Sunday, June 15, 2008

Changing Education

Nair Maria neiborhood

I was reading George Siemens blog comments on changes in education. He cites David Wiley that says that the changes needed for reform in education would require actions similar to the ones carried out by Luther against the Catholic Church. I like the image and I think it is great comparisom, but I think a softer approach might work or not. I guess, we educators are too idealistic and naïve sometimes. Let me share with you some ideas I had on the subject. I had a very interesting conversation with a friend yesterday [we have a face to face study group on Connectivism and the use of technology in education (yes face to face is cool too)]. We were talking about the needs of incorporating technology into teaching. We discussed where we thought resistance to do it stemmed from and how to overcome it (you know: the old beaten to death subject). She asked about the idea of the institution adopting a blogging platform to all the students like the one mentioned in a text we were discussing. First I said, it was a top down thing and I would not agree with it. Then we pondered the pros and cons and I agreed with her that it might give web 2.0 tools such as blogs and wikis more credibility and promote the use of tools by faculty and students. So my question is this: Is giving freedom to teachers to use web 2.0 tools enough? Shouldn’t institutions and people in position of power such as supervisors and coordinators learn about them and start using them to promote change/adoption?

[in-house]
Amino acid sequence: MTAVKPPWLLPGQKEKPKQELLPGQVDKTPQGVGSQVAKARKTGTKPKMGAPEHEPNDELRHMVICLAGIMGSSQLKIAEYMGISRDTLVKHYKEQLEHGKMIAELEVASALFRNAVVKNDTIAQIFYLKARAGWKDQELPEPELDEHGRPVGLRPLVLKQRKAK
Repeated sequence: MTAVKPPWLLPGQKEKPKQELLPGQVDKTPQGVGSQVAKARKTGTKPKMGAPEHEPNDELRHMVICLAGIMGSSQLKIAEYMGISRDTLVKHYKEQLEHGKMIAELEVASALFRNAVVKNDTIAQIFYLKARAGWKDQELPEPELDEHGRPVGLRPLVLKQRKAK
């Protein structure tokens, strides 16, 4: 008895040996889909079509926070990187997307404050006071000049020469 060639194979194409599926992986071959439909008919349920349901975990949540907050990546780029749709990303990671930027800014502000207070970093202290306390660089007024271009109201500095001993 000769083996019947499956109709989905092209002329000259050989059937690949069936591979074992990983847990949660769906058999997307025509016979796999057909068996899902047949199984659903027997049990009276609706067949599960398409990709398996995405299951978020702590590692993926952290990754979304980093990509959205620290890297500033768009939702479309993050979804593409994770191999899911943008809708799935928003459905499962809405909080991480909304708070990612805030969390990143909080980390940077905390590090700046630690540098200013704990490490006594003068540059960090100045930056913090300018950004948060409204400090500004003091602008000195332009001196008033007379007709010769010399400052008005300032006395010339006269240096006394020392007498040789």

Wallace said...

Dear José,

I was reading the edutech sig e-mail and decided to pay your blog a visit. You have done a fabulous job so far! Putting all those pieces of quintessential information together is not an easy task. I hope you keep up with the excellent work and I am willing to pay it a visit every now and then.


PS: I also loved the way you have embeded the odiogo to your texts. :D

joseantonio said...

Hi Wallace,
I am glad you liked it. Thanks a lot for your comments. Odiogo is really a great tool.


Vanessa said...


I can't help thinking administration resistance to using web 2.0 themselves is more than resisting tech and the unknown (both anxiety provoking).

It's one thing to let students and teachers have their blogs - another altogether adopt practices that cannot but undermine the hierarchy they live by.

joseantonio said...

HI Vanessa,
Thanks for dropping by. I agree with you. I think if administrators really embraced the use of web 2.0 technology, we would really see changes in the way of teaching learning from a greater number of teachers.

Kind regards.